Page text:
Hot Dogs: Celebrity photographer turns the camera on rescue animals

Hot Dogs: Celebrity photographer turns the camera on rescue animals

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Out celebrity photographer and TV personality Mike Ruiz has had everyone from Kim Kardashian to Prince in front on his lens — but once again he is using his keen eye and sense of visual style for a good cause with the latest edition of his “Heartthrobs and Hounds” calendar.

The benefit calendar features 19 months of male fitness models captured with adorable rescue dogs. All of the money from the sales of the calendar will support Lilo’s Promise Animal Rescue and Fur Friends in Need. 

Ruiz, who rescued his dog Oliver, a pit bull who had been left for dead five years ago, said he picked the two organizations because of their efforts to rescue and find homes for dogs that other shelters and organizations won’t help.

“I usually do some research and find smaller organizations sthat need help and do really amazing work,” he said. “For example, Lilo’s Promise, they take very difficult abuse cases, which a lot of rescues won’t take, and they rehab them. The medical costs are a lot. They’re just a small organization and I feel like they need the help. Fur Friends In Need is in a similar situation. They’re a smaller organization. I know people who rescue from both of the organizations and they have a really good reputation and they’re selfless. They need the most help so those are the people I tend to want to help with the calendar.”

Ruiz said he tries to keep the calendar’s theme visually consistent from year to year yet also strives to incorporate fresh ideas to keep fans of the project excited about the subject matter.

“I tend to want to mix it up a little bit,” he said. “There’s a basic formula that I have to follow. The fitness models tend to look better in a standing position and them holding the dogs in a very particular way makes the dogs look better. There are certain criteria that we follow but the overall aesthetic of it, I try to change it where I can so it’s not the same old calendar every year. Basically it’s a branded thing but there is an element of surprise in it every year.”

Ruiz said he doesn’t know how many consumers his awareness-raising efforts have reached, but noted he knows the project educates the folks working behind the scenes

“We get so much exposure every time we do one of these calendars that, invariably, somebody is learning about animal rescue. Even some of the models who have adopted dogs from shelters and stuff aren’t familiar with the rescue process and the fact that dogs need to be fostered when they are pulled from high-kill shelters before they get adopted,” Ruiz said. “A lot of people get educated on that process from all of the press we do surrounding the calendar. That’s what I stress the most when I talk to anybody. It’s the process and how important it is to adopt a dog from a rescue as opposed to from a pet store or a breeder.” 

Ruiz added that, even though there aren’t any big celebrities or magazines he is working for on the calendar shoots, he still strives to make a charity project like this a success.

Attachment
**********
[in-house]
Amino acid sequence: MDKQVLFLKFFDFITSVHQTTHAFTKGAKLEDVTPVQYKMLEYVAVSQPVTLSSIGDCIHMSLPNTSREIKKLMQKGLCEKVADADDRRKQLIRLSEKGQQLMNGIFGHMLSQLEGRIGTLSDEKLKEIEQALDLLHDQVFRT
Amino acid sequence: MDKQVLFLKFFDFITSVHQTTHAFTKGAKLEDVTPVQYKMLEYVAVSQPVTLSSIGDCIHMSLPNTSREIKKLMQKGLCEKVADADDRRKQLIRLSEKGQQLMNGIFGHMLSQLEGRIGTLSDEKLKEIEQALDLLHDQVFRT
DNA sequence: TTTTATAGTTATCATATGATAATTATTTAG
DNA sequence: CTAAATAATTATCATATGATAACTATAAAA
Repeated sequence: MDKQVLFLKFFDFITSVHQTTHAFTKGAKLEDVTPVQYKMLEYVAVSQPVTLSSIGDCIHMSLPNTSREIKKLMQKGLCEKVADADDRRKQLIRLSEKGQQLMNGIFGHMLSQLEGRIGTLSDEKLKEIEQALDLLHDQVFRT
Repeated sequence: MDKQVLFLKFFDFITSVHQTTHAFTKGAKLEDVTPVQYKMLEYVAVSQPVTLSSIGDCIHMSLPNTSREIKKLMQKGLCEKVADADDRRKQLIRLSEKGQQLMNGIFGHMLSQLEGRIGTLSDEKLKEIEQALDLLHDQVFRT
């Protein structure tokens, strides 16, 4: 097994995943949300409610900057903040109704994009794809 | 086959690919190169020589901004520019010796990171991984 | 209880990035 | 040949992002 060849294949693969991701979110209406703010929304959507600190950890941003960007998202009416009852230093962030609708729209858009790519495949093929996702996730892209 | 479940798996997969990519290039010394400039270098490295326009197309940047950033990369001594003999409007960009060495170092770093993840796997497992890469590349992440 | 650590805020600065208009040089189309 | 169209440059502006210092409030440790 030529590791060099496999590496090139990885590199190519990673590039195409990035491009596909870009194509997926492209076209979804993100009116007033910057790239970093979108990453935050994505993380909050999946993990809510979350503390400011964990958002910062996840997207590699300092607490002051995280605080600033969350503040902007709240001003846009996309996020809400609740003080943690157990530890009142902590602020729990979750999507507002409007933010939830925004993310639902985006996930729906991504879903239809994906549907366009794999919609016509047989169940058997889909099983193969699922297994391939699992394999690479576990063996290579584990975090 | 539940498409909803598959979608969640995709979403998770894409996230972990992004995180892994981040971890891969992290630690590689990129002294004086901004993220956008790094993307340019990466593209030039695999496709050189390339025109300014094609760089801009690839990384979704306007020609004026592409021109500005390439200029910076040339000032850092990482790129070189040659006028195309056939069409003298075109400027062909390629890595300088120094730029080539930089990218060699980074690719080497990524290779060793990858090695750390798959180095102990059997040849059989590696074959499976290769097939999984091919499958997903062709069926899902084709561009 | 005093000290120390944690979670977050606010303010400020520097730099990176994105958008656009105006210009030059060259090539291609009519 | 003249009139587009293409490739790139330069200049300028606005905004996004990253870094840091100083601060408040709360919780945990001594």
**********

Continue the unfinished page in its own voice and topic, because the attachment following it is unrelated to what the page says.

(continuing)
“There’s still the pressure for it to be successful,” he said. “Nothing is ever a slam dunk these days. We all spend so much time and put so much blood, sweat and tears in producing these calendars that we want them to succeed. So we get a little nervous if sales are slow. We release in October and come Thanksgiving that’s when the sales really pick up. But until then, we’re all kind of sweating it. So there’s still a little bit of pressure.” 

Someone like Ruiz has to have a considerable number of celebrities in his orbit, so we asked him if he ever considered making his charity pet calendars a star-studded affair to heighten its profile. 

“I’ve tried and it’s tricky,” he said. “Unless they are heavy into animal rescue, it’s hard. There are so many layers to get to a celebrity; you have to go through management and publicity and it has to be the right calendar project. The logistics for it are just too complicated for a charitable project. At some point if I have producers, I might try. I try to keep costs at zero. We all donate our time and I donate the cost of producing the shoots. But we’d need a full-on producer to get celebrities and releases. It’s just a logistical nightmare. We’ve been successful using models. Some of them are celebrities in their own right. One of the models used to be an American Gladiator and he’s in a bunch of films and he’s super well-known in the bodybuilding and fitness worlds. So in that capacity, we’ve had some celebrities but when it comes to A-list it wouldn’t be cost-effective to produce a calendar like that.”

Once he’s done promoting the “Heartthrobs and Hounds” calendar, Ruiz said he is going to be focusing the majority of his attention on another photographic endeavor about which he is passionate.       

“I’m working on an ongoing project, which will culminate in a book next year,” he said. “It’s called ‘Transmutation.’ Basically the idea behind it is how we all have to adapt and mutate in order to survive. The imagery reflects that. I’ve created all these weird strange mutants through body painting and costume design and a variety of elements. The images are weird and surreal. That’s my biggest personal project that I’m working on right now. It’s been going on for six months and I plan to keep shooting for another three or four months and then start compiling it into a book format.” 

“Heartthrobs and Hounds 2018” is available now. For more information, visit or

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